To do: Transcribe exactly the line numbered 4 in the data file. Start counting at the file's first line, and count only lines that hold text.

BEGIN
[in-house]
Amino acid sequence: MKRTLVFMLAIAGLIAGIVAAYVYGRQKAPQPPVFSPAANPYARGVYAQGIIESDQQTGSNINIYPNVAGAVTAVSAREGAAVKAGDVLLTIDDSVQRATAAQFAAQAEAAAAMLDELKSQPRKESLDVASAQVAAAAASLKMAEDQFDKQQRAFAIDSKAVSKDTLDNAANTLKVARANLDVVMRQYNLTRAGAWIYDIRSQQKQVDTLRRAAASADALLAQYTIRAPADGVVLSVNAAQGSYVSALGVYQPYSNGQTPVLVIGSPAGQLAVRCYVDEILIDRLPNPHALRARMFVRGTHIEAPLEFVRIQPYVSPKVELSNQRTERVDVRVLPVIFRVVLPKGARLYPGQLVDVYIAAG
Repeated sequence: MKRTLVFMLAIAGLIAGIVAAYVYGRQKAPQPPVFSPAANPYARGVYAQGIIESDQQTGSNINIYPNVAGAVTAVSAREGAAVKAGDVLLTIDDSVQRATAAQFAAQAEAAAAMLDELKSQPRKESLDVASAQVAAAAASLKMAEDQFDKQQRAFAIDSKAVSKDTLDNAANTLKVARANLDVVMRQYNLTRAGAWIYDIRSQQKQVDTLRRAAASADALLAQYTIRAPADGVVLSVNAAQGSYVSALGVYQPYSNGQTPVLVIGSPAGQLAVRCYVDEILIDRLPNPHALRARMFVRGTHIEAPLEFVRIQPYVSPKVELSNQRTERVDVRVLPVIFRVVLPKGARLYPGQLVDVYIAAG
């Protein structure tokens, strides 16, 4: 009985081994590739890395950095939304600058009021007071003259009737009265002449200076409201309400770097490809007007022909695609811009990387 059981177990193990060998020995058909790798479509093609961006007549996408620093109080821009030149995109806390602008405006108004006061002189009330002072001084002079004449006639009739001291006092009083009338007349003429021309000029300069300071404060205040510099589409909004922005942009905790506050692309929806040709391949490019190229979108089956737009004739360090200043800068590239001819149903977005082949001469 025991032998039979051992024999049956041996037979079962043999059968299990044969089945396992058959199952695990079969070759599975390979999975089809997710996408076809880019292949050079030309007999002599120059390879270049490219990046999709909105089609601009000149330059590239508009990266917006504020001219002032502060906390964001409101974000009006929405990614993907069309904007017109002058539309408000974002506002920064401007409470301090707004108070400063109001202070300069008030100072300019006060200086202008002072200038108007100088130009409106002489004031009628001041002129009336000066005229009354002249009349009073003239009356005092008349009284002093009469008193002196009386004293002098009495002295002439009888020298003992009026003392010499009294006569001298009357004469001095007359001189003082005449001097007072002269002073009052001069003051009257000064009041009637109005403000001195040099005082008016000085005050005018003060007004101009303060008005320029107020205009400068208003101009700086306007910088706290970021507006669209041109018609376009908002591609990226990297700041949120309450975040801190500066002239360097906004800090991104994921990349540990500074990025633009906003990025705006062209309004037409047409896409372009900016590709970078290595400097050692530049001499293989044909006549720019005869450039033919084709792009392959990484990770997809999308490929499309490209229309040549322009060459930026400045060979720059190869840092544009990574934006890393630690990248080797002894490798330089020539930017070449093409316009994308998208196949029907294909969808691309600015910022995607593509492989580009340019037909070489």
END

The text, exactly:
């Protein structure tokens, strides 16, 4: 009985081994590739890395950095939304600058009021007071003259009737009265002449200076409201309400770097490809007007022909695609811009990387 059981177990193990060998020995058909790798479509093609961006007549996408620093109080821009030149995109806390602008405006108004006061002189009330002072001084002079004449006639009739001291006092009083009338007349003429021309000029300069300071404060205040510099589409909004922005942009905790506050692309929806040709391949490019190229979108089956737009004739360090200043800068590239001819149903977005082949001469 025991032998039979051992024999049956041996037979079962043999059968299990044969089945396992058959199952695990079969070759599975390979999975089809997710996408076809880019292949050079030309007999002599120059390879270049490219990046999709909105089609601009000149330059590239508009990266917006504020001219002032502060906390964001409101974000009006929405990614993907069309904007017109002058539309408000974002506002920064401007409470301090707004108070400063109001202070300069008030100072300019006060200086202008002072200038108007100088130009409106002489004031009628001041002129009336000066005229009354002249009349009073003239009356005092008349009284002093009469008193002196009386004293002098009495002295002439009888020298003992009026003392010499009294006569001298009357004469001095007359001189003082005449001097007072002269002073009052001069003051009257000064009041009637109005403000001195040099005082008016000085005050005018003060007004101009303060008005320029107020205009400068208003101009700086306007910088706290970021507006669209041109018609376009908002591609990226990297700041949120309450975040801190500066002239360097906004800090991104994921990349540990500074990025633009906003990025705006062209309004037409047409896409372009900016590709970078290595400097050692530049001499293989044909006549720019005869450039033919084709792009392959990484990770997809999308490929499309490209229309040549322009060459930026400045060979720059190869840092544009990574934006890393630690990248080797002894490798330089020539930017070449093409316009994308998208196949029907294909969808691309600015910022995607593509492989580009340019037909070489």